Making sure that other patients don't walk alone
Colorectal cancer survivor helps fellow patients on their road to recovery
When Mr Seah Kim Swee was diagnosed with colorectal cancer in 2009, it was a challenging time both physically and emotionally.
Besides surgery for the Stage 3 cancer, he also had to go through chemotherapy and radiotherapy for seven months, and live with a stoma bag for nine months.
A stoma is an artificial opening from the intestine to the abdominal wall to allow drainage of faeces.
Mr Seah, who has been in remission since 2010, later used his experience to benefit other patients.
For the past six years, he has been a patient ambassador for a colorectal cancer support group.
The 70-year-old shares his experiences with other colorectal cancer patients, helping to encourage and reassure them, and assuage any fear of using a stoma bag.
Together with other patient ambassadors, they act as "living examples" to those who might fear the challenges of colorectal cancer treatment, so they do not have to walk alone on the road to recovery.
For his encouraging attitude, Mr Seah was among the winners of the Singapore Health Inspirational Patient Awards 2017.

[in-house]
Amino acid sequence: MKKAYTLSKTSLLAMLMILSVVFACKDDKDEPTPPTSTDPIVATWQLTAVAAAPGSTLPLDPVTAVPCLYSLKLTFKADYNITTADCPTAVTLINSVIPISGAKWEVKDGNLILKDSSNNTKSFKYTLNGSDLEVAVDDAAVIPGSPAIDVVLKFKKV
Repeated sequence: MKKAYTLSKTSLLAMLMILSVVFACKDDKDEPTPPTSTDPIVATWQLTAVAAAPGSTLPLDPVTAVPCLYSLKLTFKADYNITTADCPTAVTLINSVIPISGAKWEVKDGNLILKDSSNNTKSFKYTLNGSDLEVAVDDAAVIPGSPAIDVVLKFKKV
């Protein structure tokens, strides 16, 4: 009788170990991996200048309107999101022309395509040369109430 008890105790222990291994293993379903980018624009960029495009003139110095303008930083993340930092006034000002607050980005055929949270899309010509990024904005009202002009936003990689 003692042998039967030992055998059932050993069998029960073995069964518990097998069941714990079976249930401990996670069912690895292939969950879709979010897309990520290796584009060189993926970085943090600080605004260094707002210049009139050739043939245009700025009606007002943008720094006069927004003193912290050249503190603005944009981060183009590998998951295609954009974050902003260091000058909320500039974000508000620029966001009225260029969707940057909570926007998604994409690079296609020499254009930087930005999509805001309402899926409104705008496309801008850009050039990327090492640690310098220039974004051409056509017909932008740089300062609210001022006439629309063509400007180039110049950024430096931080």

Thirty-two other patients and five patient support groups also received the awards, which were given out on Tuesday.
Said Mr Seah: "As a cancer patient, I feel the need to help other patients. I know how difficult the treatment process can be, both physically and emotionally.
"I saw how tough it was on my loved ones so I try to share my experience with other patients and their caregivers."
Mr Seah was nominated by Ms Carol Loi, a counsellor with the colorectal surgery department in Singapore General Hospital (SGH).
Said Ms Loi: "He's very pleasant and always smiling... He really wants to motivate the patients to take care of themselves and help them go back to their normal lives."
Mr Seah attributed his award to the efforts of fellow members of the SGH-NCCS Colorectal Cancer Support Group.
"(The award) represents all the efforts of the group," he said.
Formed in 2008, the support group is a collaboration between SGH and the National Cancer Centre Singapore (NCCS).
It provides support to patients and caregivers in the form of educational talks by experts such as dietitians, sharing sessions by patient ambassadors like Mr Seah, and exercise programmes like taiji.
The Singapore Health Inspirational Patient Awards was started in 2010 and is organised by SingHealth Duke-NUS Academic Medical Centre.
A SingHealth spokesman said that the purpose of the award is to celebrate inspirational patients who display extraordinary courage, strength and resilience in the face of healthcare challenges, and to encourage other patients and caregivers.
Last year, a new category was introduced to honour patient support groups, which also play a crucial role in the healthcare journey of many patients and caregivers.
Colorectal cancer is the most common cancer among males here, and the second most common for females, revealed a 2010-2014 study by the National Registry of Diseases Office.